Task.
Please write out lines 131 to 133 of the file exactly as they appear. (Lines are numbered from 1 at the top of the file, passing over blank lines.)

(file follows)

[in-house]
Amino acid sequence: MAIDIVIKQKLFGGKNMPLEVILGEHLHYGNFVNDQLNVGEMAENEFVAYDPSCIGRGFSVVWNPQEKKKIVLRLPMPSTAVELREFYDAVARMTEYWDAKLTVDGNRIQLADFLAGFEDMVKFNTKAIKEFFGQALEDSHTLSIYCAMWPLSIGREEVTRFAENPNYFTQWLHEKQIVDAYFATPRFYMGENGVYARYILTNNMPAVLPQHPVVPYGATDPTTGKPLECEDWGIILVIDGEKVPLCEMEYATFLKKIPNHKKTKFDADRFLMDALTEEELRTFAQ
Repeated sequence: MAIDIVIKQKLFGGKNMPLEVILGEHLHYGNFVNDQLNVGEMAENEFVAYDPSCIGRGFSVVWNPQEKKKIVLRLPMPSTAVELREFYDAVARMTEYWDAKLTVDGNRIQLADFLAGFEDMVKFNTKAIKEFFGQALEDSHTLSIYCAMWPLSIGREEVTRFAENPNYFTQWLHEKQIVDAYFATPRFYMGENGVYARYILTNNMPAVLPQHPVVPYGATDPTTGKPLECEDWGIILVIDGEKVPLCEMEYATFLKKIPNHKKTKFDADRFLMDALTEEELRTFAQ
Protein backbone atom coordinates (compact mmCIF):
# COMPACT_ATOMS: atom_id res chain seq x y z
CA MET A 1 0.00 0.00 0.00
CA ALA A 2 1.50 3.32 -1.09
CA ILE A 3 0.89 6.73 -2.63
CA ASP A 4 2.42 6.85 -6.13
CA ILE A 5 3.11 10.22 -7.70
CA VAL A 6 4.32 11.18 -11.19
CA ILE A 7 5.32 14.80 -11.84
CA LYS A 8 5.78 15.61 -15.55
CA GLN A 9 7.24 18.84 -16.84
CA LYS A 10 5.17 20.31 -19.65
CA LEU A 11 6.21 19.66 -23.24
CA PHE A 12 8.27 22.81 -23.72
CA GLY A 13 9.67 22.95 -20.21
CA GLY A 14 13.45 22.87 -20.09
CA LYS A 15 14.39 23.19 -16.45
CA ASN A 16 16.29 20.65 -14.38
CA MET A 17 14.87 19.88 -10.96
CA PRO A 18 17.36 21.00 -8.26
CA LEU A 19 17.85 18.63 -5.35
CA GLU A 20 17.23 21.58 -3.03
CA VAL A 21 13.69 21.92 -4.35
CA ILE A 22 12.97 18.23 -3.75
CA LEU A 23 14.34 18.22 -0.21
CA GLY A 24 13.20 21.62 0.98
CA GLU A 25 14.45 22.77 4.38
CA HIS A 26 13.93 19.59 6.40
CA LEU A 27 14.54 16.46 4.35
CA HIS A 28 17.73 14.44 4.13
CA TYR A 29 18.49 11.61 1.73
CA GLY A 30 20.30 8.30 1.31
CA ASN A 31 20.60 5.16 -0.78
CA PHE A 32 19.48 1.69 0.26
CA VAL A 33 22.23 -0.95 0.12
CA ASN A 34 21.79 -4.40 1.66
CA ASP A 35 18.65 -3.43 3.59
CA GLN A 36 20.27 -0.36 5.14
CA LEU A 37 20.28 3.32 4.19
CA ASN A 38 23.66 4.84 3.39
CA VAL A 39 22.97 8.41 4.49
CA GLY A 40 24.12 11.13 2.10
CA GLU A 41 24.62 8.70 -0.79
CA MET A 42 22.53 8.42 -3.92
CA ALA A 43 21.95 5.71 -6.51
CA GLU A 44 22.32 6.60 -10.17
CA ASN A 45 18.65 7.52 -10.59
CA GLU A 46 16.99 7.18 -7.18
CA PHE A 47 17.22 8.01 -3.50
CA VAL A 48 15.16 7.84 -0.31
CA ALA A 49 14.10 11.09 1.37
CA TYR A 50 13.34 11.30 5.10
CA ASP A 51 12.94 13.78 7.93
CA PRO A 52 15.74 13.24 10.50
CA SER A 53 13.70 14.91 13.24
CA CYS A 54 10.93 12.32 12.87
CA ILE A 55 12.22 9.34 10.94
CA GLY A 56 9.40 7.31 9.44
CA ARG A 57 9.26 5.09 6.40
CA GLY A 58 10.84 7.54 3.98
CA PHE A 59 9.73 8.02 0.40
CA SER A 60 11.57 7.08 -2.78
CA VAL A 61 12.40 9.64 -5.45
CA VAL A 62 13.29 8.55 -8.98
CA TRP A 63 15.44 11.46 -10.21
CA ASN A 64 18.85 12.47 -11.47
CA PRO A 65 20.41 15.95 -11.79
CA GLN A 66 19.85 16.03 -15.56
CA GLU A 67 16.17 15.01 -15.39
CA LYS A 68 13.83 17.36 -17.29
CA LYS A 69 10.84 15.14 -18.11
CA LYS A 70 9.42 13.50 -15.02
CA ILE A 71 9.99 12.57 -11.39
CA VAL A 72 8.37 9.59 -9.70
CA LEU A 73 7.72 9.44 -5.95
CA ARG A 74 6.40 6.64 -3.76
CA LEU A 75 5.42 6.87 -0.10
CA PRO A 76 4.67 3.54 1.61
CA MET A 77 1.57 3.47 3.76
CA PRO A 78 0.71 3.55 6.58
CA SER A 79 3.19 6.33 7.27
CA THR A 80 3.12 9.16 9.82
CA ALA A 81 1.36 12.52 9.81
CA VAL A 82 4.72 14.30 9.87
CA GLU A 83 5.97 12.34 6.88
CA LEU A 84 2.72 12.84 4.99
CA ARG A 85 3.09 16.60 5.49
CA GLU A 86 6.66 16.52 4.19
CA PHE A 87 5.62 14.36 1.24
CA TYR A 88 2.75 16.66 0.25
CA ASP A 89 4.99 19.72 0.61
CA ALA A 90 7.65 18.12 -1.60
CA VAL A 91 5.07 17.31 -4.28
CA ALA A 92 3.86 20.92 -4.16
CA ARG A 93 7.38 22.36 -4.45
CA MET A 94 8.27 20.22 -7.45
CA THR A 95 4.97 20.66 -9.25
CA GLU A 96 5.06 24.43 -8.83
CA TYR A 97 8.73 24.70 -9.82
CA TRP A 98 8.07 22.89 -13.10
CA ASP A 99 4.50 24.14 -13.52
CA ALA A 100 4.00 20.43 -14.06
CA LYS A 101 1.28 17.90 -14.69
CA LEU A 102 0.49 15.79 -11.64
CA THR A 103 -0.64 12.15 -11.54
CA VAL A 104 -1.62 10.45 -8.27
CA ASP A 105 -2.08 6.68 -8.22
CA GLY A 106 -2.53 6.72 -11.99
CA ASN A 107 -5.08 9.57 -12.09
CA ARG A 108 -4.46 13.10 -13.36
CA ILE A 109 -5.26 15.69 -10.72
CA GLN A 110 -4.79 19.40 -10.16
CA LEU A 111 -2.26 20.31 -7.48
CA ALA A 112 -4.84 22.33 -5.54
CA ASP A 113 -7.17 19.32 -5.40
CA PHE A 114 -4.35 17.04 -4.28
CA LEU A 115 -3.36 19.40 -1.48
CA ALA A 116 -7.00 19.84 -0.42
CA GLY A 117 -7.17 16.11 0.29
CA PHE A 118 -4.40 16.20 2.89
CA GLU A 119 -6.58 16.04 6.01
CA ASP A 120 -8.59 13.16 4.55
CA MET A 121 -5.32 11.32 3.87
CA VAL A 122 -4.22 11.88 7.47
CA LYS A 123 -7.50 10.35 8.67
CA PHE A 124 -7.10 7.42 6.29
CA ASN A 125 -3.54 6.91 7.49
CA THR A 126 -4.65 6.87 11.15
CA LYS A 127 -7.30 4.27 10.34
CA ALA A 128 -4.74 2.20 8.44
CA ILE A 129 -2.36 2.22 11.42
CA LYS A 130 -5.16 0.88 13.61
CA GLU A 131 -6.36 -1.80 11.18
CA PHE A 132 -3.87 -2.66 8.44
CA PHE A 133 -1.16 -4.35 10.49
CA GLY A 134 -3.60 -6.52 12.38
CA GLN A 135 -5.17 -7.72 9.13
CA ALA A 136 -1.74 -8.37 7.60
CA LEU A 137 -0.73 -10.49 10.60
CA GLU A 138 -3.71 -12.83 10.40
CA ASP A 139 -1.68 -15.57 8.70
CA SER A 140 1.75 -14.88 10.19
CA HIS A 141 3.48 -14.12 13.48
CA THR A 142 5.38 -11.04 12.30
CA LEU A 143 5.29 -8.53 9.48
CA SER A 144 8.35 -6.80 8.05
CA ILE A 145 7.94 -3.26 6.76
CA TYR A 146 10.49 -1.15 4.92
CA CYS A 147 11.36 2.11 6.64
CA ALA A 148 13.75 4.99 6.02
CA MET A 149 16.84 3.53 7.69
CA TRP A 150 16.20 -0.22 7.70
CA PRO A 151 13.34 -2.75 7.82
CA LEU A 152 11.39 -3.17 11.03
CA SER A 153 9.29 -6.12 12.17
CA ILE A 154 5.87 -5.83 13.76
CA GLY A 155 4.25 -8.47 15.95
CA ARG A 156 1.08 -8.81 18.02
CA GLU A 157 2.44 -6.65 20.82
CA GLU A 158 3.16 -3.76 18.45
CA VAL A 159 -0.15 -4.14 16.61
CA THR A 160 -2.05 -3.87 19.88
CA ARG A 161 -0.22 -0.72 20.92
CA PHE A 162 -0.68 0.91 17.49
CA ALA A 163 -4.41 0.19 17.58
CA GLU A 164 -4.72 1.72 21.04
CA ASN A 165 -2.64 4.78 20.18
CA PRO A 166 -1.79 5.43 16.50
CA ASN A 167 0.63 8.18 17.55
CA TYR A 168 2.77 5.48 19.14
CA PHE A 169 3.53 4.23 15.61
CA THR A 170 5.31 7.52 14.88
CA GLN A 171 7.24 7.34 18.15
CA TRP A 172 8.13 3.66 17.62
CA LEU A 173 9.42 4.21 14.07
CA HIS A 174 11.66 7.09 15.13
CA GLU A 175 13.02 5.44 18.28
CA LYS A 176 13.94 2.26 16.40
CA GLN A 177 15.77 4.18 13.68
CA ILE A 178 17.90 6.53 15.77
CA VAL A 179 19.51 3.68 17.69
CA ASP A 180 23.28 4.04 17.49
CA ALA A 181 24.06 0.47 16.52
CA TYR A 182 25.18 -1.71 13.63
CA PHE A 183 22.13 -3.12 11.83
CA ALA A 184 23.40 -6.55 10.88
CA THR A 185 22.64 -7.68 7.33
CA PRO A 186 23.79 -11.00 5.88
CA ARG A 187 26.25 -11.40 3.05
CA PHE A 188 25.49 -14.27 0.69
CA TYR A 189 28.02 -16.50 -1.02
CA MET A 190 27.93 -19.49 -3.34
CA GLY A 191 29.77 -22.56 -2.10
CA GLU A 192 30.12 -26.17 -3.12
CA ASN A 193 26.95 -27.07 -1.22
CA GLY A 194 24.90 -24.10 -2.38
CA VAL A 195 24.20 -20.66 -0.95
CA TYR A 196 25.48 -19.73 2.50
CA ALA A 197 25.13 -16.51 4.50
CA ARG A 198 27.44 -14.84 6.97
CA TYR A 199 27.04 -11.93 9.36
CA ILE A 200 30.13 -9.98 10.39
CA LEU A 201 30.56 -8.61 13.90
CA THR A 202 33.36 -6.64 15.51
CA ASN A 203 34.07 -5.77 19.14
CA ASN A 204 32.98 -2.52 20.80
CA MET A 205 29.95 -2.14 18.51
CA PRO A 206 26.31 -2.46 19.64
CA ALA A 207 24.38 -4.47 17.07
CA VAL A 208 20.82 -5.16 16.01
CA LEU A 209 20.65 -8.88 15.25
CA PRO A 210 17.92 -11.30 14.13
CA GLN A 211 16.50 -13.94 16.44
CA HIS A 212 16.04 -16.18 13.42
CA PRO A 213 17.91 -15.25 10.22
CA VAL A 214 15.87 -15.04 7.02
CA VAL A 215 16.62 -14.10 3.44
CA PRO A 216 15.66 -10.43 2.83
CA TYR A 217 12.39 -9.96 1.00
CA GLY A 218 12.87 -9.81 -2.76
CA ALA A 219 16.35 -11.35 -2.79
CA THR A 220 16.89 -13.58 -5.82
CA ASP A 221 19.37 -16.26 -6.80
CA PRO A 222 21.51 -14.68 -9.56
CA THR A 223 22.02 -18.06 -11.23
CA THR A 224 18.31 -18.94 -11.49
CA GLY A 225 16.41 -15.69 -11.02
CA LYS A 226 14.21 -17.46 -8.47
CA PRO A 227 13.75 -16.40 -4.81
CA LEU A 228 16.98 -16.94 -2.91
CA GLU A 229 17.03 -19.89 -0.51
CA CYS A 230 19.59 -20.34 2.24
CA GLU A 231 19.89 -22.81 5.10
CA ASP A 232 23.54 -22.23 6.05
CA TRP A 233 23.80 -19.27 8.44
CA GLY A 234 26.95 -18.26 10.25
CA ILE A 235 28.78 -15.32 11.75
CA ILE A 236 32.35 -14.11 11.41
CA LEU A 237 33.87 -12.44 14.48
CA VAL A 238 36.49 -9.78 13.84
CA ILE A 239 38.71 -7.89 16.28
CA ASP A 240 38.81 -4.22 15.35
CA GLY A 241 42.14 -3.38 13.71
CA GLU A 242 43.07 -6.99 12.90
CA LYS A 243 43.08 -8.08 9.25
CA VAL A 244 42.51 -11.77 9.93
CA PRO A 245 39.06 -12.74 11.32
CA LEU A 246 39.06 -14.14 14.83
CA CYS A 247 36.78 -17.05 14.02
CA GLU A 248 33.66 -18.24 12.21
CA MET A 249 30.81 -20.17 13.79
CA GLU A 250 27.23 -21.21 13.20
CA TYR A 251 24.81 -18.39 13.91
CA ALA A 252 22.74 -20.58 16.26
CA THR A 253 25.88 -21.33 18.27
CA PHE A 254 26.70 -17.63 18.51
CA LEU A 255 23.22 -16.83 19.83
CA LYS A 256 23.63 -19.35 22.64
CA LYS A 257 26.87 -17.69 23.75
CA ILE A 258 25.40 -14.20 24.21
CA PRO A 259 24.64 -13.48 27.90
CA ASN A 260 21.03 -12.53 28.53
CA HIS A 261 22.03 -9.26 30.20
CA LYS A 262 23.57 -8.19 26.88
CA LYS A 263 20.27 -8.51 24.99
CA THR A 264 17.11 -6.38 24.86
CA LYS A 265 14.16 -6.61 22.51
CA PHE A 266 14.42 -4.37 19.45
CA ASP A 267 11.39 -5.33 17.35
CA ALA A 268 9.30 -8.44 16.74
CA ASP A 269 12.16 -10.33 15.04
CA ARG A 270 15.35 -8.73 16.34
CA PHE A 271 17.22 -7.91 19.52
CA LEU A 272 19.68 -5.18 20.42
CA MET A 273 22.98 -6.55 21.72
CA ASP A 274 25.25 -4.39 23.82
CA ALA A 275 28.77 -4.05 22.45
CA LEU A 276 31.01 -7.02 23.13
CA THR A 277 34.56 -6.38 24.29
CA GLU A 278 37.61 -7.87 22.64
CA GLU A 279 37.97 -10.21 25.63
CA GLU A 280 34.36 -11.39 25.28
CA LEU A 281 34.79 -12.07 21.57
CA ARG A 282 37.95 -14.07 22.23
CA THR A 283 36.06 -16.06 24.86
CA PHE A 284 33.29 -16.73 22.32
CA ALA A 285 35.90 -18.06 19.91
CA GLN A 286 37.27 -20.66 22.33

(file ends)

CA THR A 126 -4.65 6.87 11.15
CA LYS A 127 -7.30 4.27 10.34
CA ALA A 128 -4.74 2.20 8.44